NPS concerned about ridgeline development

By TOM KANE

DAMASCUS, PA — The superintendent of the National Park Service is concerned about a plan by a Narrowsburg developer who wishes to build 11 homes along the Delaware River in Damascus Township, PA a short distance north of the Narrowsburg bridge to Pennsylvania.

The project will be called Blue Stone Mountain Estates.

The developer, Robert Wiegers, is also the owner of a similar development called Eagle’s Nest Estates, a controversial plan for a series of homes along the Delaware River ridge, five miles south of Narrowsburg on Route 97.

The NPS expressed its concern at the Damascus Planning Commission meeting on December 20.

“We are only in conversation with the Damascus Planning Commission,” Wiegers said. “We have not yet completed any plans. There is a lot of work to do before we will present a plan. The township has a two-acre minimum lot size. These homes will be on five acres or perhaps seven to 12 acres. The homes are going to be high end.”

Weigers said that only three or four homes out of the 11 will actually be on the ridge. The others will be located on the other side of the mountain, he said.

“So far, the developer has only expressed his intention to build,” said Damascus Township Planning Commission chairman Ernie Matern. “He hasn’t presented any plans yet.”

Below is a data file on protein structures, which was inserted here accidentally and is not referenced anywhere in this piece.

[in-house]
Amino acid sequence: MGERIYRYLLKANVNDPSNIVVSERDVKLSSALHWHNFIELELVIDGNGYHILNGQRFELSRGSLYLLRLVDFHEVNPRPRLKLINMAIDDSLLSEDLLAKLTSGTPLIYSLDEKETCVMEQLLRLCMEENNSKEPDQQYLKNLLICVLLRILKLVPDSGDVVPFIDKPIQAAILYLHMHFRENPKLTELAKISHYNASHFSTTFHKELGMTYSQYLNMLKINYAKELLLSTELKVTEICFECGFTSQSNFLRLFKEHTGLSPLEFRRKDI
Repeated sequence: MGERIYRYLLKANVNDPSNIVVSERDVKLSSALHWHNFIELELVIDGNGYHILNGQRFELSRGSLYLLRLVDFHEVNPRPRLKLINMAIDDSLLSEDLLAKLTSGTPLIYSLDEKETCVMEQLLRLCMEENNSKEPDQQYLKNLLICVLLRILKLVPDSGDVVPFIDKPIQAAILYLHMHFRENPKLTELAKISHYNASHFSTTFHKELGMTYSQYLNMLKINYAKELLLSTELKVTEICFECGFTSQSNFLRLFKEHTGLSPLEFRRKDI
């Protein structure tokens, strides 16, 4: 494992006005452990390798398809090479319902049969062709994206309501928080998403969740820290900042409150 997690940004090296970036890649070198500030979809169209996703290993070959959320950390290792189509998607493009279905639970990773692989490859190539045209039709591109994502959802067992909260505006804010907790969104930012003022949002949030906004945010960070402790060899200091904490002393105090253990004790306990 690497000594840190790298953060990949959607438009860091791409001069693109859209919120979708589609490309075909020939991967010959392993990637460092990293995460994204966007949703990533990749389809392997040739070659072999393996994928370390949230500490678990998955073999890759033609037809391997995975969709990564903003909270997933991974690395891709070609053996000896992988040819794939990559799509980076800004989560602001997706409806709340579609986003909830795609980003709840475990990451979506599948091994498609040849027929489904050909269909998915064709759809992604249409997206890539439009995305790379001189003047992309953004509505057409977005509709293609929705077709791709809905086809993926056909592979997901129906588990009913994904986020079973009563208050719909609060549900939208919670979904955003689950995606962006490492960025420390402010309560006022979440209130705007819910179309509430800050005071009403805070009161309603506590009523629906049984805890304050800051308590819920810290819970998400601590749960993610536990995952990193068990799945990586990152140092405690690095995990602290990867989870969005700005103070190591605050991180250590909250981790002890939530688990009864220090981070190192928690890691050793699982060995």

“We are not against building homes on the ridge per se,” said David Forney, NPS superintendent. “What we are concerned with is how the construction will be carried out. We have been concerned about ridge-top development and how it is carried out for a number of years now. What we want to do is preserve the rural character of the river valley.”

Forney said he and his agency are against the practice some developers have of cutting down excessive numbers of tree around the houses. He also stated that, if there is development on the ridge, the developers should paint the houses with neutral or earth-like colors, so that the homes don’t destroy the “view shed” of the ridge.

Weigers had promised before the Tusten Planning Board three years ago that he would put deed restrictions on any contract with a buyer, limiting the amount of trees to be cut down and directing a builder to paint the homes in neutral earthy colors. “I intend to keep my word on that and have the same deed restrictions on these homes as well,” he said.

So far, three properties have sold at Eagle’s Nest Estates and no construction has taken place.